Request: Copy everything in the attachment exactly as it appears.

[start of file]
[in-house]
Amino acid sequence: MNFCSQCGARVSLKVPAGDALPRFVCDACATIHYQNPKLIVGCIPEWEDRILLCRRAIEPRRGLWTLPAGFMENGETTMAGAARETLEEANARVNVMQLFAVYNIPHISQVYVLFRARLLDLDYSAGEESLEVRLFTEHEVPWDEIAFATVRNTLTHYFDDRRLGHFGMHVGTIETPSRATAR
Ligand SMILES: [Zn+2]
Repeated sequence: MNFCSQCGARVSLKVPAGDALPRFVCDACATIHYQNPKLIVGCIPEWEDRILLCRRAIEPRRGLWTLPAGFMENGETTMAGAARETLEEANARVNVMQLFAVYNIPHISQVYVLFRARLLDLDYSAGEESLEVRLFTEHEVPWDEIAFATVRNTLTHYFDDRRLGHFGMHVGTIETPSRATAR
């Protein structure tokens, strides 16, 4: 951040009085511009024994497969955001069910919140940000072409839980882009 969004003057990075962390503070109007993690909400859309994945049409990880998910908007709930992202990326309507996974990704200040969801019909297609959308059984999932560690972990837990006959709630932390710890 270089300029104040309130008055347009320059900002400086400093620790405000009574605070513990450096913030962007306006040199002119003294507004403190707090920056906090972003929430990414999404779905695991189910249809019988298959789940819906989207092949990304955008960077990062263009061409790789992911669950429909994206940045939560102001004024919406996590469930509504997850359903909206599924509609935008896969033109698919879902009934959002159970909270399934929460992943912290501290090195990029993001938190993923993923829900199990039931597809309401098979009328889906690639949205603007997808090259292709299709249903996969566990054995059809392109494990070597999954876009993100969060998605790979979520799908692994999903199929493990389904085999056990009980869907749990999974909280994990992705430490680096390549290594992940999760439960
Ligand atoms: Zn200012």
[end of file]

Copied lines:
[in-house]
Amino acid sequence: MNFCSQCGARVSLKVPAGDALPRFVCDACATIHYQNPKLIVGCIPEWEDRILLCRRAIEPRRGLWTLPAGFMENGETTMAGAARETLEEANARVNVMQLFAVYNIPHISQVYVLFRARLLDLDYSAGEESLEVRLFTEHEVPWDEIAFATVRNTLTHYFDDRRLGHFGMHVGTIETPSRATAR
Ligand SMILES: [Zn+2]
Repeated sequence: MNFCSQCGARVSLKVPAGDALPRFVCDACATIHYQNPKLIVGCIPEWEDRILLCRRAIEPRRGLWTLPAGFMENGETTMAGAARETLEEANARVNVMQLFAVYNIPHISQVYVLFRARLLDLDYSAGEESLEVRLFTEHEVPWDEIAFATVRNTLTHYFDDRRLGHFGMHVGTIETPSRATAR
């Protein structure tokens, strides 16, 4: 951040009085511009024994497969955001069910919140940000072409839980882009 969004003057990075962390503070109007993690909400859309994945049409990880998910908007709930992202990326309507996974990704200040969801019909297609959308059984999932560690972990837990006959709630932390710890 270089300029104040309130008055347009320059900002400086400093620790405000009574605070513990450096913030962007306006040199002119003294507004403190707090920056906090972003929430990414999404779905695991189910249809019988298959789940819906989207092949990304955008960077990062263009061409790789992911669950429909994206940045939560102001004024919406996590469930509504997850359903909206599924509609935008896969033109698919879902009934959002159970909270399934929460992943912290501290090195990029993001938190993923993923829900199990039931597809309401098979009328889906690639949205603007997808090259292709299709249903996969566990054995059809392109494990070597999954876009993100969060998605790979979520799908692994999903199929493990389904085999056990009980869907749990999974909280994990992705430490680096390549290594992940999760439960
Ligand atoms: Zn200012």